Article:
Tuesday, January 19, 2016

The Sandman, Volume Two: The Doll's House

*Book source ~ Library
Author ~ Neil Gaiman
Illustrator ~ Mike Dringenberg, Malcolm Jones III, 
Chris BachaloMichael ZulliSteve Parkhouse
Publisher ~ Vertigo
Published ~ 10 March 1999
Genre ~ Graphic Novel | Fantasy
Pages ~ 232

My Rating ~ 4 bites

From Goodreads:
NEW YORK TIMES bestselling author Neil Gaiman's transcendent series SANDMAN is often hailed as the definitive Vertigo title and one of the finest achievements in graphic storytelling. Gaiman created an unforgettable tale of the forces that exist beyond life and death by weaving ancient mythology, folklore and fairy tales with his own distinct narrative vision.
A being that has existed since the beginning of the universe, Morpheus rules over the realm of dreams. In THE DOLL’S HOUSE, after a decades-long imprisonment, the Sandman has returned to find that a few dreams and nightmares have escaped to reality. Looking to recapture his lost possessions, Morpheus ventures to the human plane only to learn that a woman named Rose Walker has inadvertently become a dream vortex and threatens to rip apart his world. Now as Morpheus takes on the last escaped nightmare at a serial killers convention, the Lord of Dreams must mercilessly murder Rose or risk the destruction of his entire kingdom.

Collecting issues #9-16, this new edition of THE DOLL’S HOUSE features the improved production values and coloring from the Absolute Edition.

I’m not really understanding this series much better, but I am enjoying it. Does that make sense? No? Too bad, that’s how I feel. LOL There’s a lot going on in these stories. It centers around Rose Walker and the fact she’s a Vortex. A Vortex happens about once an era and that person can destroy the world, so Dream (or Morpheus) can kill the person to protect the Dreaming and the world. Yeah, I don’t get it either, but it’s creative. During the stories about Rose though there are other stories. Such as what’s happening to her brother Jed and where the missing four entities (Glob, Brute, the Corinthian and Fiddler’s Green) from the Dreaming are. There’s the weird people who live in the house Rose’s rents a room in and the insane people who attend the Cereal Convention. Clever name for a convention considering they’re actually serial killers. That is just too bizarre and shudder-worthy. I don’t understand about Hob Gadling, but I take it he’ll be a recurring character. And the ending is confusing, where Dream talks to his sibling Desire. Maybe things will clear up as I go along. Also, I love the artwork. Especially Dream and I love how his word bubbles are so distinctive. I’m looking forward to starting the next volume.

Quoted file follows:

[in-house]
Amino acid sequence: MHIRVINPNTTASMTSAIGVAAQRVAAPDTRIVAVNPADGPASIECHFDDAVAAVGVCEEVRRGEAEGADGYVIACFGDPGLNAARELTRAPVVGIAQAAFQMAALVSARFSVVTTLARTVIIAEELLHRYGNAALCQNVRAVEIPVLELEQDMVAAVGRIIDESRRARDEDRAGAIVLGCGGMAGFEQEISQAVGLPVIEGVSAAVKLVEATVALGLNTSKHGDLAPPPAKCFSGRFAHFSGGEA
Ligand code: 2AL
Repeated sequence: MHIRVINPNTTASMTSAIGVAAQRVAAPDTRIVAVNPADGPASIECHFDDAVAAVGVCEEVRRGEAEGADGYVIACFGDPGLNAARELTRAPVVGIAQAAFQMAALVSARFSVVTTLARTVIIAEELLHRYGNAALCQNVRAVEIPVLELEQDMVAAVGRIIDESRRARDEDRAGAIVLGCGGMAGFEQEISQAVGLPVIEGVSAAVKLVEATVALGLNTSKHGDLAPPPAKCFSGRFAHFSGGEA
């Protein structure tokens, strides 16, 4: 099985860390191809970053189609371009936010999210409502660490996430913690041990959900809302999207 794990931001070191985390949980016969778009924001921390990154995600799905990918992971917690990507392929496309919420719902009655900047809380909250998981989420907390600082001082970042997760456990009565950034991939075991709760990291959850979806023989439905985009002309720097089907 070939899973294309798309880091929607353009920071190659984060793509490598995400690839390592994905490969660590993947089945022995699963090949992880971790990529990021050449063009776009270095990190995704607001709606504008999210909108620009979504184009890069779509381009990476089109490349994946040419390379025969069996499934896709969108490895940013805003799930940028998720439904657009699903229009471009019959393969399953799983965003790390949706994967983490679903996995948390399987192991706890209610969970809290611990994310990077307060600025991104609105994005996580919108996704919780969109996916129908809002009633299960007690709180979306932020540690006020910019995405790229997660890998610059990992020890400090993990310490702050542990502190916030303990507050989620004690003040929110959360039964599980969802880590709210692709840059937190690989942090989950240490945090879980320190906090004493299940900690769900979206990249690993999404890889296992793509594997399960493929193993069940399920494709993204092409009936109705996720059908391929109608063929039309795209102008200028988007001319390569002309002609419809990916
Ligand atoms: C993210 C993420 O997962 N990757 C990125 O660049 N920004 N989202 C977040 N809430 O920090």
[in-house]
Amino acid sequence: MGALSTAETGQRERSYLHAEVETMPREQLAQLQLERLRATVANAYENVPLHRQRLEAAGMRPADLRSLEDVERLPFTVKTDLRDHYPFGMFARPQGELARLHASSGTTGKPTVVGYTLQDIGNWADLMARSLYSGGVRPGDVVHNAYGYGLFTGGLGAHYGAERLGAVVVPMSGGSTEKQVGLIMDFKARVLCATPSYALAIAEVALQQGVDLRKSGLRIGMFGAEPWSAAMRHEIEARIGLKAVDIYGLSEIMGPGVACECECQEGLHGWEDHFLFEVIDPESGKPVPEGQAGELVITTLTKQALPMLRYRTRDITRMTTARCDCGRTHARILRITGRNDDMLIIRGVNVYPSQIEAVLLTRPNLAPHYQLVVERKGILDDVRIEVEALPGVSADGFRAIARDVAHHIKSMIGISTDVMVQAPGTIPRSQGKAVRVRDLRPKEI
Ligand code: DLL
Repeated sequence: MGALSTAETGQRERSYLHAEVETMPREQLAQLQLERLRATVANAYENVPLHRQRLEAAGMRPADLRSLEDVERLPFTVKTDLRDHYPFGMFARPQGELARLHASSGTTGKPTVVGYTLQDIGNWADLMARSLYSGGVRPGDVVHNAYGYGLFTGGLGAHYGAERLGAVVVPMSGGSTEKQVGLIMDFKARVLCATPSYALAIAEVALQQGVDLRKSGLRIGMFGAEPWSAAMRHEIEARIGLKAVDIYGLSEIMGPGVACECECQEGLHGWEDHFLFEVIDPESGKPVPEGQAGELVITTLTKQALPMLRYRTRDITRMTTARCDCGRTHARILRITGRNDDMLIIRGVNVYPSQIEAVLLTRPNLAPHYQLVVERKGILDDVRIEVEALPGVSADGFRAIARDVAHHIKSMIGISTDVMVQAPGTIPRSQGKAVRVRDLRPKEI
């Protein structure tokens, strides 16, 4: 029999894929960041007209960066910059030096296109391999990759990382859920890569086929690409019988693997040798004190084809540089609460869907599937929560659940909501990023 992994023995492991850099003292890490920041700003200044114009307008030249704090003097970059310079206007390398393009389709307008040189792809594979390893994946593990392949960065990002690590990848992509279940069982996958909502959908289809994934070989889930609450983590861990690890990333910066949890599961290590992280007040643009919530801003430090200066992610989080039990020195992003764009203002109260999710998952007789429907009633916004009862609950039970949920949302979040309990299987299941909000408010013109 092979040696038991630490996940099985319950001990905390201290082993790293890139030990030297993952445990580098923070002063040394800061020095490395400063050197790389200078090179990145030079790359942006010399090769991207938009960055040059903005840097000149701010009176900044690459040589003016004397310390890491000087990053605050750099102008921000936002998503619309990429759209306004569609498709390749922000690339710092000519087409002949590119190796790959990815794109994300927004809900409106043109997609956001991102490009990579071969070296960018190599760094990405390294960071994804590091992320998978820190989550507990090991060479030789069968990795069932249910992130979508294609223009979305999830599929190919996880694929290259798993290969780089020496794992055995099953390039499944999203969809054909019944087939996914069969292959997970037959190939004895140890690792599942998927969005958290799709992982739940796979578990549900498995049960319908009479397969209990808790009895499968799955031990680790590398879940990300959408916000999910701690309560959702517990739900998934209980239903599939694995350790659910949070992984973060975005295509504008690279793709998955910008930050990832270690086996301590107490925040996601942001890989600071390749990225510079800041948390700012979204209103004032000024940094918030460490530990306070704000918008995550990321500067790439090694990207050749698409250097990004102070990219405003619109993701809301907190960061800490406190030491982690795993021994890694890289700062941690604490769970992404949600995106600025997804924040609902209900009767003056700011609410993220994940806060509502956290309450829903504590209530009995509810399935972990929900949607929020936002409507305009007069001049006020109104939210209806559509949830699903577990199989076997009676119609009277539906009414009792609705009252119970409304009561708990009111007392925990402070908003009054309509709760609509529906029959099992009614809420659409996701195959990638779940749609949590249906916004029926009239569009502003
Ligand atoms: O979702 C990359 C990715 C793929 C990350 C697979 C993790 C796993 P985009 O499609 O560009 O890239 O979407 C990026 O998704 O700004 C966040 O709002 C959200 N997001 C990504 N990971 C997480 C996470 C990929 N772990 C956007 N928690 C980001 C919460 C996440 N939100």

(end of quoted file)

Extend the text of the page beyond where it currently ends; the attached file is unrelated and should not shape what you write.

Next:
In this volume:
Tales in the Sand ~ A story handed down from man to man.
The Doll’s House ~ Introduces Rose Walker
Moving In ~ Rose in search of her 12-yr-old brother, Jed
Playing House ~ Jed’s situation
Men of Good Fortune ~ Robert “Hob” Gadling doesn’t die
Collectors ~ Serial Killers convention
Into the Night ~ Rose becomes the Vortex
Lost Hearts ~ wraps up Rose’s story


  1. Wow it does sound like there is a lot going on in these graphic novels!

    1. Most definitely, but it all seems to mesh together pretty well. :)